VALLETTA (Reuters) – Malta registered a record number of COVID-19 infections on Wednesday as the United States added the Mediterranean island to its highest-risk category for travel and urged its citizens not to visit.
Health authorities said 1,337 new COVID-19 infections were detected, marking a record high for the second day in a row. It is the fifth time in eight days that the number of new daily infections hit a national record.
However, hospitalisations stayed low at just 82 virus patients.
The U.S. Centers for Disease Control advised against travel to Malta late on Tuesday, placing the country at the Level 4, “Very High” category, where more than 500 cases per 100,000 residents are registered in the previous 28 days.
“Because of the current situation in Malta, even fully vaccinated travellers may be at risk of getting and spreading COVID-19 variants,” the advisory said.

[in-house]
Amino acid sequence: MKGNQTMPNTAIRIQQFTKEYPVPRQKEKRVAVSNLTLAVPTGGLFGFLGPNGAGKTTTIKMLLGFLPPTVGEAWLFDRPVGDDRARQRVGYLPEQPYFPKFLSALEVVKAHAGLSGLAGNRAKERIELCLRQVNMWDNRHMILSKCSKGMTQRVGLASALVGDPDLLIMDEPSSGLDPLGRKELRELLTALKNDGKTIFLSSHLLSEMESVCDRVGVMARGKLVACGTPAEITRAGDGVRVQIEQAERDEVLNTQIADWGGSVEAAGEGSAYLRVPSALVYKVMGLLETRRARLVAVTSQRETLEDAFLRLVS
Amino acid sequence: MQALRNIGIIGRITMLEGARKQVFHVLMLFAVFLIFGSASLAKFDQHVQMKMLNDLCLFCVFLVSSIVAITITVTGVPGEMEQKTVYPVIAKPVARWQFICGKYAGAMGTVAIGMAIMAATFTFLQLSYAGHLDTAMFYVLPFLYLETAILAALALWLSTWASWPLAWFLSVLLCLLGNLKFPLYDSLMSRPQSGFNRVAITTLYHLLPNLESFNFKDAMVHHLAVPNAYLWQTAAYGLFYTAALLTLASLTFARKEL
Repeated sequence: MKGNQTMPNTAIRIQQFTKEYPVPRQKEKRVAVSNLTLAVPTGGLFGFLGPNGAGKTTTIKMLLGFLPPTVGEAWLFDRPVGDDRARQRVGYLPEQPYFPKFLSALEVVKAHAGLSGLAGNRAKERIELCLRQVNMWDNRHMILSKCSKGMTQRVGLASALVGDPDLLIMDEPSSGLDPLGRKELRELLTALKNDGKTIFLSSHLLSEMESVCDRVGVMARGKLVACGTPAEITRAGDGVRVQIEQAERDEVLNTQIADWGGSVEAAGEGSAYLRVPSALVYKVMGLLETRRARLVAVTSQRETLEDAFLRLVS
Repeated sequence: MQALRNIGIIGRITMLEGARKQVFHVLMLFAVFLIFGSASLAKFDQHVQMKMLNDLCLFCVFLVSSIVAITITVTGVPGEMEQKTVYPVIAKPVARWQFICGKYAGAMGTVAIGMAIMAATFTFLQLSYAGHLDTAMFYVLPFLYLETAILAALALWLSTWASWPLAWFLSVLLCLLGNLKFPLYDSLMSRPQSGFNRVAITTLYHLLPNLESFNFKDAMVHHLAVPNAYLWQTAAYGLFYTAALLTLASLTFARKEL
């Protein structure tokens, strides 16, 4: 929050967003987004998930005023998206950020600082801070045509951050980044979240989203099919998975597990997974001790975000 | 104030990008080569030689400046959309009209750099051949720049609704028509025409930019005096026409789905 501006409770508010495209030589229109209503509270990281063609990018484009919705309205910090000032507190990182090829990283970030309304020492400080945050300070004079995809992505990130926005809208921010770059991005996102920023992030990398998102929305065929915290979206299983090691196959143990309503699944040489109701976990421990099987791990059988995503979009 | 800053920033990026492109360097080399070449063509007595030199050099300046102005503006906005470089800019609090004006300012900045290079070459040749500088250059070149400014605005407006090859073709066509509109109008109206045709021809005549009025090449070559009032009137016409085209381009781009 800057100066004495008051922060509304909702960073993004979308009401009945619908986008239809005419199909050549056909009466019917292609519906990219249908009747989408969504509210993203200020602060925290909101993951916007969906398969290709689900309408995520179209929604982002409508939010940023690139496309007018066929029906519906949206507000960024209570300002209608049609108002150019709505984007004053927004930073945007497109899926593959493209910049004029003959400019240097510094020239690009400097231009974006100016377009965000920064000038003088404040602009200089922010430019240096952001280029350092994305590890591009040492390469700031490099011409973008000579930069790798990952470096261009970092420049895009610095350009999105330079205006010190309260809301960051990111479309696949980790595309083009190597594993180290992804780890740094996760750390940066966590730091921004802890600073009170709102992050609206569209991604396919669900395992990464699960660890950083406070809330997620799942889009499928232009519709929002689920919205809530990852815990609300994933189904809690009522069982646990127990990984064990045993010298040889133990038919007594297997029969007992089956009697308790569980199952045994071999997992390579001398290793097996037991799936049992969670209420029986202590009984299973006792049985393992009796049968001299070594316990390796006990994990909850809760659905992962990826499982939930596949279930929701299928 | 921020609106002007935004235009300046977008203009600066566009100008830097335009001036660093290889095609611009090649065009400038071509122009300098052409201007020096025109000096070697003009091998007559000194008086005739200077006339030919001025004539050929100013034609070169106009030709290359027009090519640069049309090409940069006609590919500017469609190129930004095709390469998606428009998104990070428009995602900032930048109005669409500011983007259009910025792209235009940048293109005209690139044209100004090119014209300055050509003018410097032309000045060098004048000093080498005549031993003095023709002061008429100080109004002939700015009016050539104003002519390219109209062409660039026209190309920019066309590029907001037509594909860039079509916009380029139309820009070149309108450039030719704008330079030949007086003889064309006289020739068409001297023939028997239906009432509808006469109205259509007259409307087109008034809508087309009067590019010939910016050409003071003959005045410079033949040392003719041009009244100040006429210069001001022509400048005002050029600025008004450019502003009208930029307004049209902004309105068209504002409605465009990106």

The increase in infections came despite a high rate of vaccination, with 95% of Malta residents having received two doses of a vaccine. The island is currently vaccinating children aged over five.
Health Minister Chris Fearne also said on Tuesday that 200,000 – out of a population of some 500,000 – had already taken the booster dose.
Business lobby groups on Wednesday urged the government to reduce a two-week quarantine period for patients and those who come into contact with them, saying it was impacting the economy.
The Times of Malta newspaper reported that at least 20,000 people were currently in quarantine – four times the population of the capital, Valletta.
(Reporting by Christopher Scicluna; Editing by Nick Macfie)